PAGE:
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Why 2021 could be the year of the Dow dogs

January 12, 2021. Summarized by summa-bot.

Compression ratio: 59.4%. 2 min read.

The New York Stock Exchange (NYSE) in New York, U.S., on Wednesday, Dec. 9, 2020. DoorDash opened 84% above its IPO price. That's the third-best opening pop of 2020, excluding deals that raised less than $1 billion. Photographer: Michael Nagle/Bloomberg

There's more to the market than the FAANG stocks of Big Tech. It could finally be time for dividend-paying value stocks like the so-called dogs of the Dow to shine.

New York (CNN Business)There's more to the market than the FAANG stocks of Big Tech.

It could finally be time for dividend-paying value stocks like the so-called dogs of the Dow to shine.

The dogs of the Dow refers to a list of high-yielding stocks in the blue-chip average.

The theory is that if investors buy these stocks, many of which had struggled in the previous year but still offer the promise and stability of a big dividend, they should mount a solid comeback in the year to come.

As investors bet on more stimulus, an economic recovery and an eventual winding down of the Covid-19 crisis thanks to vaccines, dividend-paying value stocks might be due for a comeback.

This year's Dow dogs list includes Chevron (CVX), IBM (IBM), Dow (DOW), Verizon (VZ) and Walgreens (WBA).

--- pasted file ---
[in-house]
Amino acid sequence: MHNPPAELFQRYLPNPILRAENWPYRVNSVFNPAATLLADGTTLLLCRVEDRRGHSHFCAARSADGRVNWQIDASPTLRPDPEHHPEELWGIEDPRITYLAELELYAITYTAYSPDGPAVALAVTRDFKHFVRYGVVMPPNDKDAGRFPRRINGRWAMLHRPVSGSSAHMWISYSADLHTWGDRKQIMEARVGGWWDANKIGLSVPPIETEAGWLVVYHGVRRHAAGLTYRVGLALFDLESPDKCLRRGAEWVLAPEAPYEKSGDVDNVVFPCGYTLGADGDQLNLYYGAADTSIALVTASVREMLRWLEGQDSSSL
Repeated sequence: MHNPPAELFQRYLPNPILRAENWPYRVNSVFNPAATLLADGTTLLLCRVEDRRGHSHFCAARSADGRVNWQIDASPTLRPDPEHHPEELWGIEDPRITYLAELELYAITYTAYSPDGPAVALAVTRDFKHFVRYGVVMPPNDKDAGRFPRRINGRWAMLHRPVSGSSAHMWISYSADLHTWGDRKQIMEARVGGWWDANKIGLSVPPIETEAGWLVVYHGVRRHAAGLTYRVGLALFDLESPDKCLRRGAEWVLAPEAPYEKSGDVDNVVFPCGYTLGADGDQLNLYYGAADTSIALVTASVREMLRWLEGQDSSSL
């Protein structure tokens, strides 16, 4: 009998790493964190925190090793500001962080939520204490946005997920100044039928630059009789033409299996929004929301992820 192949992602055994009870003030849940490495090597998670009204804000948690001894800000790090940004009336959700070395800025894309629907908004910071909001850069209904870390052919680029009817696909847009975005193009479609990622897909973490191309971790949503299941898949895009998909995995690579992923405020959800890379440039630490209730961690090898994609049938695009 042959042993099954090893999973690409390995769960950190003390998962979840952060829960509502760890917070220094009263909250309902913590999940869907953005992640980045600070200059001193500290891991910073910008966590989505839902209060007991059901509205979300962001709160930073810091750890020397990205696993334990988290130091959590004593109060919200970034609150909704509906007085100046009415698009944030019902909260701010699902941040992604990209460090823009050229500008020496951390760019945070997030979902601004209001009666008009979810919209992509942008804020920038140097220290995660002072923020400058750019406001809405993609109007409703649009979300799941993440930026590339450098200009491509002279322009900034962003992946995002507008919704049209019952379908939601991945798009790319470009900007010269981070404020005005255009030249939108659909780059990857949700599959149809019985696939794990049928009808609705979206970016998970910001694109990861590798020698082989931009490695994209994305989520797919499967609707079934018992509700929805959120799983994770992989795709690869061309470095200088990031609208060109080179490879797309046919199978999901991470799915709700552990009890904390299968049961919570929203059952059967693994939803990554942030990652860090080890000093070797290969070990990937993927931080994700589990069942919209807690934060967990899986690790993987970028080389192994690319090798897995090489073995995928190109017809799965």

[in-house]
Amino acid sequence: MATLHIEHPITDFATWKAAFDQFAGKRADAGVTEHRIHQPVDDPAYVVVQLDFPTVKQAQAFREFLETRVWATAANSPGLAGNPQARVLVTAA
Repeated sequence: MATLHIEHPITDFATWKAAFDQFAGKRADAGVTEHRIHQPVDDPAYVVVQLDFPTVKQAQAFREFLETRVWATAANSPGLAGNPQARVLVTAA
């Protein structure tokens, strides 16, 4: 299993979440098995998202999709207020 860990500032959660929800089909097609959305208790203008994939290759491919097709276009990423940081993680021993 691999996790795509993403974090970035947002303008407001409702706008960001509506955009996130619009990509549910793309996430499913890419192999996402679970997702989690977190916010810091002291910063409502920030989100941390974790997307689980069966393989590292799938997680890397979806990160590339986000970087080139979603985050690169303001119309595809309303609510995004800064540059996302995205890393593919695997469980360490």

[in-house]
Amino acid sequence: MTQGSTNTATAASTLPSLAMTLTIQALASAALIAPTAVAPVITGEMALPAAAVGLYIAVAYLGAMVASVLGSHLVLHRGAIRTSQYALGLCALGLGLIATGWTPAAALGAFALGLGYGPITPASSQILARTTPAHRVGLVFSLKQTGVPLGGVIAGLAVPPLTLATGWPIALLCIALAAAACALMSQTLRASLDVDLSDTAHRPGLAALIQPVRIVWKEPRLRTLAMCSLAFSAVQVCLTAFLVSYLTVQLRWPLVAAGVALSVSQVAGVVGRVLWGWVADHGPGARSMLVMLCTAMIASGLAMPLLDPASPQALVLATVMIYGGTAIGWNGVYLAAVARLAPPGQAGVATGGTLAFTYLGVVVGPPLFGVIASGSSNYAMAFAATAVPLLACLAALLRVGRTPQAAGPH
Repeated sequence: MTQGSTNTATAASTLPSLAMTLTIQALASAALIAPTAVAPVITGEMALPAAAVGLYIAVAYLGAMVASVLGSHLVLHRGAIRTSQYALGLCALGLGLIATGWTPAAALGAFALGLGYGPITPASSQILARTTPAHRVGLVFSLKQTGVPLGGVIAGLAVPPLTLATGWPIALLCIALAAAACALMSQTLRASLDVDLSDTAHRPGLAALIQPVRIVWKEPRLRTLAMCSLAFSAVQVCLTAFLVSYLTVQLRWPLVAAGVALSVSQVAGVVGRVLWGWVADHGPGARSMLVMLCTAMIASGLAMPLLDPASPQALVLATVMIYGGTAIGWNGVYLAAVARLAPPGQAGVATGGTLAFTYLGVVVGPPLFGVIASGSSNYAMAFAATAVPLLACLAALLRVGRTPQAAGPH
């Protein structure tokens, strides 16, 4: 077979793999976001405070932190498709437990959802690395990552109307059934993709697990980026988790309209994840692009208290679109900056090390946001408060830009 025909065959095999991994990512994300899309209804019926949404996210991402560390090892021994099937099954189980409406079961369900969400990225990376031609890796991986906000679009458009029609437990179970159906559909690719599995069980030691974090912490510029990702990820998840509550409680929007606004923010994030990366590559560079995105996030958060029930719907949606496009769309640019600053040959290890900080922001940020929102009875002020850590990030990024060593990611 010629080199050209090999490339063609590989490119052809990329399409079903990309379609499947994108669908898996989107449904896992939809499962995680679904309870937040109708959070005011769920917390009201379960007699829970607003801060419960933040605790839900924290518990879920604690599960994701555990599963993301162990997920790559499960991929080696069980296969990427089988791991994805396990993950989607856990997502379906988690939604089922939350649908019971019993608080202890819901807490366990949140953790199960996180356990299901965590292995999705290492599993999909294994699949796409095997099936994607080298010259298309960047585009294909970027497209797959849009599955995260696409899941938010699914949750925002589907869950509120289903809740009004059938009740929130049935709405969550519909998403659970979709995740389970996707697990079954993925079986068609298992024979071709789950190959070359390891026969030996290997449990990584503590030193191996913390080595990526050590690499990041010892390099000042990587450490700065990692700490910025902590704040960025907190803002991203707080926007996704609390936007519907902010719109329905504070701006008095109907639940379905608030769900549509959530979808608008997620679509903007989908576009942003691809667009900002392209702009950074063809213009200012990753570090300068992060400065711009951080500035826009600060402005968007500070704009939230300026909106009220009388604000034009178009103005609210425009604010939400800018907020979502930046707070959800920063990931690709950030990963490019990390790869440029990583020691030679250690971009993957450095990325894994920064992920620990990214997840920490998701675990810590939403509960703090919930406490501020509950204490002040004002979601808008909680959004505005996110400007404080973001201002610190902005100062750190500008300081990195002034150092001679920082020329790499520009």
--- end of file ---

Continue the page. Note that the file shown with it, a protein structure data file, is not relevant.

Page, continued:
The fact that Treasury bond yields, despite a recent spike, remain near historically low levels should bode well for the Dow dogs.

The US 10-year bond yields just 1. 16%.

Of course, there is no guarantee that this year's dogs will beat the market.

in fact, last year's dogs performed like, well, dogs.

Most of these stocks did so poorly that they are back on the dogs list this year.

3M (MMM), Cisco (CSCO) and Coca-Cola (KO) are all Dow dogs this year, just like in 2020.

But the strategy of buying top dividend payers in the Dow has fared better over the previous few years.

The Dow dogs outperformed the S&P 500 from 2015 through 2018.

So dividend payers and other value stocks could rebound this year -- especially if the economy and job market slowly returns to normal.

Stocks that were beaten down last year should recover over the near term," said Mark Hamilton, chief investment officer at Hirtle Callaghan, to CNN Business.

Hamilton added that unless interest rates spike dramatically higher, value stocks, and dividend payers in particular, remain attractive.

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